How to test your website security

It's one thing to launch your company's website, but it's quite another to keep it secure 24 hours a day, seven days a week. With the PoPI act now in effect and cyberattacks on the rise, now is not the time to leave your proverbial front door open. E-commerce websites are especially vulnerable during the holiday season, or any busy season for that matter.

Just because you have a secure payment gateway does not ensure that your client data is always secure. There is more than one approach to protect sensitive information and your clients' access to your website. This article discusses how to test and safeguard your cybersecurity, including the use of an SSL certificate, malware eradication, and other methods.

Everyone's website security requirements are different, but here are some must-do reminders on how to assess website security.

  1. Verify the strength of all your passwords.

Using strong passwords is a simple technique to prevent brute force assaults, which are a persistent problem. According to Fortinet, a brute force assault is "a hacking strategy that uses trial and error to crack passwords, login credentials, and encryption keys." It is a simple yet dependable method for getting unauthorized access to individual accounts as well as systems and networks of businesses."

Hackers essentially utilize software to try to guess your password, and if yours is far too basic or you use the default password provided to you, you're opening yourself up to a cyberattack now and in the future. Make sure all of your passwords contain letters, numbers, and symbols. Even capital letters might help you generate a more professional appearance.

  1. Employ a white-hat website hacker.

You'll never know how secure your website is unless you inspect it for flaws. If you really want to see where all the potential vulnerabilities are, you can employ a hacker who specializes in finding potential security weaknesses for website security tests.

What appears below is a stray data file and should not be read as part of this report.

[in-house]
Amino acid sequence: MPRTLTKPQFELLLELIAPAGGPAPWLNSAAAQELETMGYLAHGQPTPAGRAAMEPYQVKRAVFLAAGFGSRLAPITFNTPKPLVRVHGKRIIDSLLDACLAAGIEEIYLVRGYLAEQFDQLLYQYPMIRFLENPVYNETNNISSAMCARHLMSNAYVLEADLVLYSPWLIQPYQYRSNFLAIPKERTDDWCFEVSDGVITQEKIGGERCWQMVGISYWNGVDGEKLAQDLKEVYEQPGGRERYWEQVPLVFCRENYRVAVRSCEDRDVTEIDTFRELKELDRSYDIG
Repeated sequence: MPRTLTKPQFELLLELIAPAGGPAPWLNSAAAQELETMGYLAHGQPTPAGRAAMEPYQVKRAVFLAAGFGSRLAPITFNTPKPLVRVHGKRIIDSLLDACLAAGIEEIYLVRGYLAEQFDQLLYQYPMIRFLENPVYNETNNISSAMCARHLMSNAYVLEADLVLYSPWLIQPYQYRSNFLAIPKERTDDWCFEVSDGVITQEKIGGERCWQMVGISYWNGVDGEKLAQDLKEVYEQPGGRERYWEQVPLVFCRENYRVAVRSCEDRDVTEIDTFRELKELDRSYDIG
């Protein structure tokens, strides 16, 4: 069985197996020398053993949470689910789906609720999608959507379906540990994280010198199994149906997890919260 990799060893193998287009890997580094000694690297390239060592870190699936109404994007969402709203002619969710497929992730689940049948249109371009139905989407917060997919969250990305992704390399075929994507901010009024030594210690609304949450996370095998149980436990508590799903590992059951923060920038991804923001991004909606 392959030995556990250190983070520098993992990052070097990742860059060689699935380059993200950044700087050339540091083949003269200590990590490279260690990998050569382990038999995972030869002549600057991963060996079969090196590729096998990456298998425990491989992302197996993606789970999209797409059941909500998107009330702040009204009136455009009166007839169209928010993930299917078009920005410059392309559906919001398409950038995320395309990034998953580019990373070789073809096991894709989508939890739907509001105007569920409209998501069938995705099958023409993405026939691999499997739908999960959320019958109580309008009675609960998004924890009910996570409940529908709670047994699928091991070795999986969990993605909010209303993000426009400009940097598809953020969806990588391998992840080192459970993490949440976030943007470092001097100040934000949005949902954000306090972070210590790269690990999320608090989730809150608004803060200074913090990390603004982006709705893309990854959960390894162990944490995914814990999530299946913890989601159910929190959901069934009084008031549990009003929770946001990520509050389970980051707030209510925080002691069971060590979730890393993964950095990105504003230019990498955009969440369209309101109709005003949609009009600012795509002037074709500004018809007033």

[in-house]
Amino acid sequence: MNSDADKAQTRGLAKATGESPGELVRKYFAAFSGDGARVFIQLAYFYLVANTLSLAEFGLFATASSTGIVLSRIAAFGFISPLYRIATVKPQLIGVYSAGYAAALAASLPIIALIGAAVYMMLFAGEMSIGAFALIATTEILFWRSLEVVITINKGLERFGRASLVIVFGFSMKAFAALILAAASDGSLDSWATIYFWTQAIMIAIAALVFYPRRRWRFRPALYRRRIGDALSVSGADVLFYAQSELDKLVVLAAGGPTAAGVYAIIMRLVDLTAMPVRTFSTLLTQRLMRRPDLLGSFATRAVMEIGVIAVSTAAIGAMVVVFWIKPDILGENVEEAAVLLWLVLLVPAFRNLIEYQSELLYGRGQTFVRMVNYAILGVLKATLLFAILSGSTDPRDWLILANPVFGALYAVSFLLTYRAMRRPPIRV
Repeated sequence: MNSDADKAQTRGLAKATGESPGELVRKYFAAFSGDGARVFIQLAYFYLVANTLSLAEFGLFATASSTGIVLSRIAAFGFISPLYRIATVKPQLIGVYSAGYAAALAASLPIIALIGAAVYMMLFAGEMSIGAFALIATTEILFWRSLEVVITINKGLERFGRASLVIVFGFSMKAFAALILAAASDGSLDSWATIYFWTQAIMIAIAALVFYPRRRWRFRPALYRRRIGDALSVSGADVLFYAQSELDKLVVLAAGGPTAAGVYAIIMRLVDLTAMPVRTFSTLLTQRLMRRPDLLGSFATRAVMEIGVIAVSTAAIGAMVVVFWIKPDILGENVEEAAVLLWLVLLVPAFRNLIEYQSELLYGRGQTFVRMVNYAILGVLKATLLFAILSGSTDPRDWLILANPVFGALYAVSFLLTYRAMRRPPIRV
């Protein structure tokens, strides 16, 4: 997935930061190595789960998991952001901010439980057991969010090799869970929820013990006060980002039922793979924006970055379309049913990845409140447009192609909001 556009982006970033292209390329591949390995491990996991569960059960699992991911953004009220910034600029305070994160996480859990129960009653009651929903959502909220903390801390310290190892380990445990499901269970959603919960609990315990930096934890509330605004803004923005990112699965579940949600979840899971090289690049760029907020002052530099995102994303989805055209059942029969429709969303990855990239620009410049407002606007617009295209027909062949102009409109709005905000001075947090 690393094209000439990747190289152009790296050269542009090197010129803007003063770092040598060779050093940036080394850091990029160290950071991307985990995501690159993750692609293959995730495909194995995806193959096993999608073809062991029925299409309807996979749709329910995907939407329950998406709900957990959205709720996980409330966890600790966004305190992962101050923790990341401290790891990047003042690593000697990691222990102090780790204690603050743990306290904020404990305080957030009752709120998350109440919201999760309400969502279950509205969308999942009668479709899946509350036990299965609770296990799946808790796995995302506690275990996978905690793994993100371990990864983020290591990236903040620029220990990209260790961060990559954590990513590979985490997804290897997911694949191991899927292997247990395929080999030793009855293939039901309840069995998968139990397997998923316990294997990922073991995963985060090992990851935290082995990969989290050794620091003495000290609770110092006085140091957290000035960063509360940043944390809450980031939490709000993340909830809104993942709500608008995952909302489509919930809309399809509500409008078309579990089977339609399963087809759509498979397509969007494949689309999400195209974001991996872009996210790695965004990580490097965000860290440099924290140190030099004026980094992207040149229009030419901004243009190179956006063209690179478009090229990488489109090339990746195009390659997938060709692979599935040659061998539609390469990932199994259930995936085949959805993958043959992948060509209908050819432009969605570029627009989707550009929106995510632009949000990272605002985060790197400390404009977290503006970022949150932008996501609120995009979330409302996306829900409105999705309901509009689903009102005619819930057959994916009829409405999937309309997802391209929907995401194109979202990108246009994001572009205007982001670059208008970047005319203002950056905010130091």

They'll run configuration testing, which compares a system's performance to various combinations of software and hardware to determine the ideal configuration in which the system can work without problems.

3. Is your SSL certificate applied site-wide?
An SSL certificate is required to encrypt data sent between your website and your clients. Encryption ensures that data cannot be deciphered even if it is intercepted. A little padlock in the far left corner of the address indicates the presence of an SSL certificate. It serves as a visual indicator to both consumers and Google that a website is safe and secure.
However, in order for your SSL certificate to perform optimally for your website, it must be applied site-wide rather than only on specific pages. You don't want your clients' information to be encrypted on some sites but not others. Examine your existing SSL certificate package to check that it is installed on all of your pages. Keep track of its expiration date as well.

  1. Do you do malware scans on a daily basis?

If you utilize a malware cleanup solution, it is critical that you run regular scans to ensure that no infection goes undetected. Malware is defined as any software that infiltrates a platform with the goal of stealing sensitive user information and wreaking havoc on a website and its clients.
Examine your malware removal program (if you have one) and ensure that it includes the following basic functions to keep your website under constant surveillance:

  • Malware avoidance
  • Malware identification
  • Malware elimination
  • Firewall for web applications
  • Scans every day or every hour
  • Investigation and analysis of threats

Performing these checks on a regular basis, whether monthly or quarterly, will ensure that your website is as secure as it can be during business-critical peak seasons.